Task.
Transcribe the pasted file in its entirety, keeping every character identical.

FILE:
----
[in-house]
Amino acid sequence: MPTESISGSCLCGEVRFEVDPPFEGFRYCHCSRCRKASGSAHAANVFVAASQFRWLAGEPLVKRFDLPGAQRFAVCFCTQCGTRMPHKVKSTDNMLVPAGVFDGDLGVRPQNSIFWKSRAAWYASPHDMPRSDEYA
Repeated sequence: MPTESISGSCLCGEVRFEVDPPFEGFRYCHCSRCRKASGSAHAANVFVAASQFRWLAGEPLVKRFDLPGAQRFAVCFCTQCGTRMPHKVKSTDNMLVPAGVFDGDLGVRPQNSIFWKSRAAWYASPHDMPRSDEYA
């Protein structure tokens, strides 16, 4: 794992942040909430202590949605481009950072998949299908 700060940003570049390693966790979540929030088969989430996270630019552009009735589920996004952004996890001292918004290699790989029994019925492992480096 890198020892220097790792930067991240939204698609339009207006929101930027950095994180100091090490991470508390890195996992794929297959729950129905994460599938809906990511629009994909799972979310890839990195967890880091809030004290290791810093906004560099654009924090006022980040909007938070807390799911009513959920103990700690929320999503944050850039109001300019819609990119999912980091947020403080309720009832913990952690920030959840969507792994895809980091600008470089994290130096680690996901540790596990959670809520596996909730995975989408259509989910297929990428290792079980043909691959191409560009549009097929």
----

[in-house]
Amino acid sequence: MPTESISGSCLCGEVRFEVDPPFEGFRYCHCSRCRKASGSAHAANVFVAASQFRWLAGEPLVKRFDLPGAQRFAVCFCTQCGTRMPHKVKSTDNMLVPAGVFDGDLGVRPQNSIFWKSRAAWYASPHDMPRSDEYA
Repeated sequence: MPTESISGSCLCGEVRFEVDPPFEGFRYCHCSRCRKASGSAHAANVFVAASQFRWLAGEPLVKRFDLPGAQRFAVCFCTQCGTRMPHKVKSTDNMLVPAGVFDGDLGVRPQNSIFWKSRAAWYASPHDMPRSDEYA
């Protein structure tokens, strides 16, 4: 794992942040909430202590949605481009950072998949299908 700060940003570049390693966790979540929030088969989430996270630019552009009735589920996004952004996890001292918004290699790989029994019925492992480096 890198020892220097790792930067991240939204698609339009207006929101930027950095994180100091090490991470508390890195996992794929297959729950129905994460599938809906990511629009994909799972979310890839990195967890880091809030004290290791810093906004560099654009924090006022980040909007938070807390799911009513959920103990700690929320999503944050850039109001300019819609990119999912980091947020403080309720009832913990952690920030959840969507792994895809980091600008470089994290130096680690996901540790596990959670809520596996909730995975989408259509989910297929990428290792079980043909691959191409560009549009097929």